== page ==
Neat trick: colorize bash input

As a frequent technical communicator, I often want to cut-and-paste something from my Unix terminal sessions so that other people can see what I’m seeing.

Unfortunately, it can be confusing to read:

Hello World in the Unix shell, without color

Hello World in the Unix shell, without color

Instead I want it to look like this:

Hello World in the Unix shell, in color

Hello World in the Unix shell, in color

How did I make this happen? Well, it’s a bit hacky, and it only works with the bash shell. Read on for more details.

What’s happening here is we’re actually setting the color to yellow (and the font as bold) right at the end of the prompt, and using Bash’s “debug trap” to reset it before running the subsequent command.

To make this work, add the following lines to your .bashrc file:
# Awesome color trick for bash: set color to yellow in our prompt
# Use trap debug to set it back before running the command in question
export PS1="\[$(tput sgr0)\]${PS1}\[$(tput bold setaf 11)\]"
trap 'tput sgr0' DEBUG

The first command wraps the existing shell prompt (PS1) with two tput commands. The first resets the terminal to its default setting, and the second sets yellow and bold.  You may need to play around with tput on your particular platform to find a pleasing color for your environment.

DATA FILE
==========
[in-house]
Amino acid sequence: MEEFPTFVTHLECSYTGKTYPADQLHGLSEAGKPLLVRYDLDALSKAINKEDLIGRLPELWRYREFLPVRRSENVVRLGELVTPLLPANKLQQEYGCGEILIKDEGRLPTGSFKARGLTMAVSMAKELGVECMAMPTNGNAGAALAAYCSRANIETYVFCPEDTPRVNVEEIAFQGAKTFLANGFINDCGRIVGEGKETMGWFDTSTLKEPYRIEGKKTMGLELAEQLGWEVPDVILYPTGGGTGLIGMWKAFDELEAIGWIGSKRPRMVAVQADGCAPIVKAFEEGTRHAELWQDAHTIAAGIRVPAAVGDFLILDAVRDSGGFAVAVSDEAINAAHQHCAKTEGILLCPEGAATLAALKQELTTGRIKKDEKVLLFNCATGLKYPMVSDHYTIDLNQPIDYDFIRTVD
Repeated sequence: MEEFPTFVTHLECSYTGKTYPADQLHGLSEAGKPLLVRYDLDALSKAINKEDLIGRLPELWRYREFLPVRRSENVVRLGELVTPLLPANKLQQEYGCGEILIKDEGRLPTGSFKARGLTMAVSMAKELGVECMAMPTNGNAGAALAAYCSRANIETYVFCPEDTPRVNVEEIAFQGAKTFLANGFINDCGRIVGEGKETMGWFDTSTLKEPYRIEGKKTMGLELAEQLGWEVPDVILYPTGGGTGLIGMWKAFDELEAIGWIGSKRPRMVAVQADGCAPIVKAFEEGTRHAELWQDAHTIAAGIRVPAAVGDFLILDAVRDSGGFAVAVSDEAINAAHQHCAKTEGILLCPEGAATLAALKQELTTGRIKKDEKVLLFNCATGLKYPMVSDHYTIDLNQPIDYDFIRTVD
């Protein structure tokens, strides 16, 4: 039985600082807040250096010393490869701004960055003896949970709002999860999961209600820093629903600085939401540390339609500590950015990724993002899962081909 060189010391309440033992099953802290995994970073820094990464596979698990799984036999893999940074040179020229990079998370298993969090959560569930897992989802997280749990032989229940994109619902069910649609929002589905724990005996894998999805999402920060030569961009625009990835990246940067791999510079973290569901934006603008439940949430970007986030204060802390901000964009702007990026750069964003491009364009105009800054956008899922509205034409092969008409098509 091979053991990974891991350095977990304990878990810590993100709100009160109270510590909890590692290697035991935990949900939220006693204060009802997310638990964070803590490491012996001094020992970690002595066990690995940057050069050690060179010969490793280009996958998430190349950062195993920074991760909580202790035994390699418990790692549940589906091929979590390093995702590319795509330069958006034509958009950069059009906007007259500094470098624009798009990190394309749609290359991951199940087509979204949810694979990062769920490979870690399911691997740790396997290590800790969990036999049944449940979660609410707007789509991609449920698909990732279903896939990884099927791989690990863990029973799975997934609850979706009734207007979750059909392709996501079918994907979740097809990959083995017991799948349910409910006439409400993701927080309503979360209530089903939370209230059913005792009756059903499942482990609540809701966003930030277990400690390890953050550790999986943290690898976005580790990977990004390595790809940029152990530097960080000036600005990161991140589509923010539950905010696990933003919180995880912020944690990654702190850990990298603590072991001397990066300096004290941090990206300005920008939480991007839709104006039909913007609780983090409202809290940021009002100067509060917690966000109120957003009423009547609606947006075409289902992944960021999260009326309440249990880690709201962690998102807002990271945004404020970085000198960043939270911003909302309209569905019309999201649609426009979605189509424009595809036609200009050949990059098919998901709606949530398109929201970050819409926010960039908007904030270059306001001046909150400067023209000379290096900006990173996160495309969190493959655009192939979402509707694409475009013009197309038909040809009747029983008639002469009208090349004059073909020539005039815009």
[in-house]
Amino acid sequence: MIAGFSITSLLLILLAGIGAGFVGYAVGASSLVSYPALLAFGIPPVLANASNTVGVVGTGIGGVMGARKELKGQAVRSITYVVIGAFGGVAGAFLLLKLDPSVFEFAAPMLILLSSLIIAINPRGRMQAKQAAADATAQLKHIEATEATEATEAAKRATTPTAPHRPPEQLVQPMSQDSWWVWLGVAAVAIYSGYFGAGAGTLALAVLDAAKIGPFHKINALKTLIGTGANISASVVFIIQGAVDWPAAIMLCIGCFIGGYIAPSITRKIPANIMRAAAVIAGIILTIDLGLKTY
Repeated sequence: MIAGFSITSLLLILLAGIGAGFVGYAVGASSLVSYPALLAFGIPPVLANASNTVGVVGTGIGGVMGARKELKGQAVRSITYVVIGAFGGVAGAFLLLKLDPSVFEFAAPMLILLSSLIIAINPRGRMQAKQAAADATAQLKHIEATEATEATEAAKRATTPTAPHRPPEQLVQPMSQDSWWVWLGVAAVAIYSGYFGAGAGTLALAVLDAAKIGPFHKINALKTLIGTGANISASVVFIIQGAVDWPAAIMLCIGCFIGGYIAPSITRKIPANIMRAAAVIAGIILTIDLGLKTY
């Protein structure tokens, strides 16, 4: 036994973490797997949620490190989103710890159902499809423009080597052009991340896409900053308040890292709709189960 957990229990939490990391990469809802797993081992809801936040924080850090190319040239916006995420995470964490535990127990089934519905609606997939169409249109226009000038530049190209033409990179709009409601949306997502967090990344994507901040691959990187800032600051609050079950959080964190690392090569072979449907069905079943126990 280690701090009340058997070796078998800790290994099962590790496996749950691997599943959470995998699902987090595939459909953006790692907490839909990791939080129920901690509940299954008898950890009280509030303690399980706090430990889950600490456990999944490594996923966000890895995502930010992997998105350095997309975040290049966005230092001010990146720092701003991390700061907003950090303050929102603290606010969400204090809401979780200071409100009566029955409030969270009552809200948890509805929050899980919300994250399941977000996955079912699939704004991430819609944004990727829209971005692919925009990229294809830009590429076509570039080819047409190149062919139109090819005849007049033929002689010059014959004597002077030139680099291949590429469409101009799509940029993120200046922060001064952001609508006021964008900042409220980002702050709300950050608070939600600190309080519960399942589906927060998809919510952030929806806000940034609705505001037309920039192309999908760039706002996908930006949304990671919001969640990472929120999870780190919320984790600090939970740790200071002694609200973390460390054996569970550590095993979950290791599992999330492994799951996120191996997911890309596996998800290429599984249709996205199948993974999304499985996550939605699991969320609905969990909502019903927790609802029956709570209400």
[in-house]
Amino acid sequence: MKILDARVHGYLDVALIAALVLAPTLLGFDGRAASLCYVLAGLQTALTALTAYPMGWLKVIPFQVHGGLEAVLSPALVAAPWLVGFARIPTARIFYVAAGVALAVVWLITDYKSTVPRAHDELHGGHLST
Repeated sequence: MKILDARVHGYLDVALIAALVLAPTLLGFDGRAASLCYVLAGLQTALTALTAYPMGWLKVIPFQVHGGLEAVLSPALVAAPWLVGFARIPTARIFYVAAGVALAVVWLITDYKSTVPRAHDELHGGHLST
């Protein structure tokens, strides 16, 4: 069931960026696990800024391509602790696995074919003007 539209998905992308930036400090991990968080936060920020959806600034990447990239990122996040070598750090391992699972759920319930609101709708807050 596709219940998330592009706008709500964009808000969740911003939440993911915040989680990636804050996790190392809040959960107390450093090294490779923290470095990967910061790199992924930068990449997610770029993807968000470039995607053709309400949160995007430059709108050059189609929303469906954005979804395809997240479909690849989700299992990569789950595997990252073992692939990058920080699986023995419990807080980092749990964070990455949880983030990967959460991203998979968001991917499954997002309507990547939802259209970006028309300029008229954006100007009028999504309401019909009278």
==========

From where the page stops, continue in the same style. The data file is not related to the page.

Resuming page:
(What are the backslash-escaped brackets around the tput commands in the shell prompt? They’re used to identify non-printing strings; that is, text which doesn’t advance the column number. I presume that bash needs this information to deal with line wrapping, but haven’t experimented or read the code to be sure.)

The trap command is a shell built-in. Normally, trap can be used to run specific code when the bash process receives a signal. (You could use it to build a HUP handler in a shell script, for example.) The special DEBUG value (which replaces the signal name or number) runs after every command.

In fact, the DEBUG trap handler runs after “every simple command,” which means that there’s occasional font color weirdness when running subshells. For me, that’s a small price to pay to improve screenshots and cut-and-pasted shell examples.